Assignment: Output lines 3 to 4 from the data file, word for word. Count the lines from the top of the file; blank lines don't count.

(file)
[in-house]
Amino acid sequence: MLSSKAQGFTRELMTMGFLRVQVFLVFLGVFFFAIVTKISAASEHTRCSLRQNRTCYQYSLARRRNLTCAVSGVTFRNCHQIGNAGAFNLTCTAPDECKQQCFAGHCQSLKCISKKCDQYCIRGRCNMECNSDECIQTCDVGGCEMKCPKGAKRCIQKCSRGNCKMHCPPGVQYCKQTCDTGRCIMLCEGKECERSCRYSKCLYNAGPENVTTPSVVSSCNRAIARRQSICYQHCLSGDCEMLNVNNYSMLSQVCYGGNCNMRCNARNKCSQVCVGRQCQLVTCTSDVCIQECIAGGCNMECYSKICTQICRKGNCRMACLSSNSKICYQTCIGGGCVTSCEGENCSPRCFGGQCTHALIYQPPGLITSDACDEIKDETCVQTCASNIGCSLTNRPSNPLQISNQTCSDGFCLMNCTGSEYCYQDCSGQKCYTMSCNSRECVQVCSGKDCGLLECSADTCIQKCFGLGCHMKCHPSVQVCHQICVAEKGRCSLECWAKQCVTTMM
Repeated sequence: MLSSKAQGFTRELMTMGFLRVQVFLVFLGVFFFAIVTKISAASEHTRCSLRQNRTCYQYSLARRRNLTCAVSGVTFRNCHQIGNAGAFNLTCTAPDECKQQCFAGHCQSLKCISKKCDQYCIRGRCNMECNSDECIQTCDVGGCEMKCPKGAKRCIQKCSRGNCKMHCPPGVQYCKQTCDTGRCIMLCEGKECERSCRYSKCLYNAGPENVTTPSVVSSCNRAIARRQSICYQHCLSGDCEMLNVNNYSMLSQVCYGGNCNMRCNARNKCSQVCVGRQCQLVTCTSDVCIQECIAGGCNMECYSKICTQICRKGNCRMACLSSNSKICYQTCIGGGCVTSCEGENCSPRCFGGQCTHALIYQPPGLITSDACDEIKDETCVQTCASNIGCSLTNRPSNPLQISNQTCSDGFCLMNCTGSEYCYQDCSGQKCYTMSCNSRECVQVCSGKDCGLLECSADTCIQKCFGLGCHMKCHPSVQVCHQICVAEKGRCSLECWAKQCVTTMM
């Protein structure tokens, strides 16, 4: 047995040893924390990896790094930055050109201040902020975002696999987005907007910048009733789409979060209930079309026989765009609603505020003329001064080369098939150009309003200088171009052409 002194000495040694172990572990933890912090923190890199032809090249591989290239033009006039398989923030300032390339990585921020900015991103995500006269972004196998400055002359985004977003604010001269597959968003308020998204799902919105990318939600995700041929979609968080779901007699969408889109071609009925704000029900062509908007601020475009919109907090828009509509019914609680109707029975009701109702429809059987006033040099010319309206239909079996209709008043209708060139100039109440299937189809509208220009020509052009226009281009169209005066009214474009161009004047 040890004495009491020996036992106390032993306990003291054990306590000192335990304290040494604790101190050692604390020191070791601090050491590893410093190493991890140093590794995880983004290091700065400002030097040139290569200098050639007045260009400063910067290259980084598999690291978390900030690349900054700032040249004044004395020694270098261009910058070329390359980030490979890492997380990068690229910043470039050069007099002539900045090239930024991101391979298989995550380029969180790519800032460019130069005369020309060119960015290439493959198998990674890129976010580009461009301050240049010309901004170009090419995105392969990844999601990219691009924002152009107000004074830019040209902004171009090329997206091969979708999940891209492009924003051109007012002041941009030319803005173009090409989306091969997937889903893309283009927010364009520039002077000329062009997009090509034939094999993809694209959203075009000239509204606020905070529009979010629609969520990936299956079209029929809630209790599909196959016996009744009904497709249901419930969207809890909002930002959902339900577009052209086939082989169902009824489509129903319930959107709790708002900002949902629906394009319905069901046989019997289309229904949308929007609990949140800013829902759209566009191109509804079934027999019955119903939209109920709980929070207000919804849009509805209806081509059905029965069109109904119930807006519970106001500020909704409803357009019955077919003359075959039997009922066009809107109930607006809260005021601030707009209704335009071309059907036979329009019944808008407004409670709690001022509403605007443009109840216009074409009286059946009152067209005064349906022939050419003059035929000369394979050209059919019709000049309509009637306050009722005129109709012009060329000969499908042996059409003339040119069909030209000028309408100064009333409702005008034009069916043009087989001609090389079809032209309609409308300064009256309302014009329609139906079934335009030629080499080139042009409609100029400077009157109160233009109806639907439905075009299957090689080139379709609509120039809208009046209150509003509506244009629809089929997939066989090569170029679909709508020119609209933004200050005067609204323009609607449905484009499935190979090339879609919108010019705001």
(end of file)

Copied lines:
Repeated sequence: MLSSKAQGFTRELMTMGFLRVQVFLVFLGVFFFAIVTKISAASEHTRCSLRQNRTCYQYSLARRRNLTCAVSGVTFRNCHQIGNAGAFNLTCTAPDECKQQCFAGHCQSLKCISKKCDQYCIRGRCNMECNSDECIQTCDVGGCEMKCPKGAKRCIQKCSRGNCKMHCPPGVQYCKQTCDTGRCIMLCEGKECERSCRYSKCLYNAGPENVTTPSVVSSCNRAIARRQSICYQHCLSGDCEMLNVNNYSMLSQVCYGGNCNMRCNARNKCSQVCVGRQCQLVTCTSDVCIQECIAGGCNMECYSKICTQICRKGNCRMACLSSNSKICYQTCIGGGCVTSCEGENCSPRCFGGQCTHALIYQPPGLITSDACDEIKDETCVQTCASNIGCSLTNRPSNPLQISNQTCSDGFCLMNCTGSEYCYQDCSGQKCYTMSCNSRECVQVCSGKDCGLLECSADTCIQKCFGLGCHMKCHPSVQVCHQICVAEKGRCSLECWAKQCVTTMM
């Protein structure tokens, strides 16, 4: 047995040893924390990896790094930055050109201040902020975002696999987005907007910048009733789409979060209930079309026989765009609603505020003329001064080369098939150009309003200088171009052409 002194000495040694172990572990933890912090923190890199032809090249591989290239033009006039398989923030300032390339990585921020900015991103995500006269972004196998400055002359985004977003604010001269597959968003308020998204799902919105990318939600995700041929979609968080779901007699969408889109071609009925704000029900062509908007601020475009919109907090828009509509019914609680109707029975009701109702429809059987006033040099010319309206239909079996209709008043209708060139100039109440299937189809509208220009020509052009226009281009169209005066009214474009161009004047 040890004495009491020996036992106390032993306990003291054990306590000192335990304290040494604790101190050692604390020191070791601090050491590893410093190493991890140093590794995880983004290091700065400002030097040139290569200098050639007045260009400063910067290259980084598999690291978390900030690349900054700032040249004044004395020694270098261009910058070329390359980030490979890492997380990068690229910043470039050069007099002539900045090239930024991101391979298989995550380029969180790519800032460019130069005369020309060119960015290439493959198998990674890129976010580009461009301050240049010309901004170009090419995105392969990844999601990219691009924002152009107000004074830019040209902004171009090329997206091969979708999940891209492009924003051109007012002041941009030319803005173009090409989306091969997937889903893309283009927010364009520039002077000329062009997009090509034939094999993809694209959203075009000239509204606020905070529009979010629609969520990936299956079209029929809630209790599909196959016996009744009904497709249901419930969207809890909002930002959902339900577009052209086939082989169902009824489509129903319930959107709790708002900002949902629906394009319905069901046989019997289309229904949308929007609990949140800013829902759209566009191109509804079934027999019955119903939209109920709980929070207000919804849009509805209806081509059905029965069109109904119930807006519970106001500020909704409803357009019955077919003359075959039997009922066009809107109930607006809260005021601030707009209704335009071309059907036979329009019944808008407004409670709690001022509403605007443009109840216009074409009286059946009152067209005064349906022939050419003059035929000369394979050209059919019709000049309509009637306050009722005129109709012009060329000969499908042996059409003339040119069909030209000028309408100064009333409702005008034009069916043009087989001609090389079809032209309609409308300064009256309302014009329609139906079934335009030629080499080139042009409609100029400077009157109160233009109806639907439905075009299957090689080139379709609509120039809208009046209150509003509506244009629809089929997939066989090569170029679909709508020119609209933004200050005067609204323009609607449905484009499935190979090339879609919108010019705001």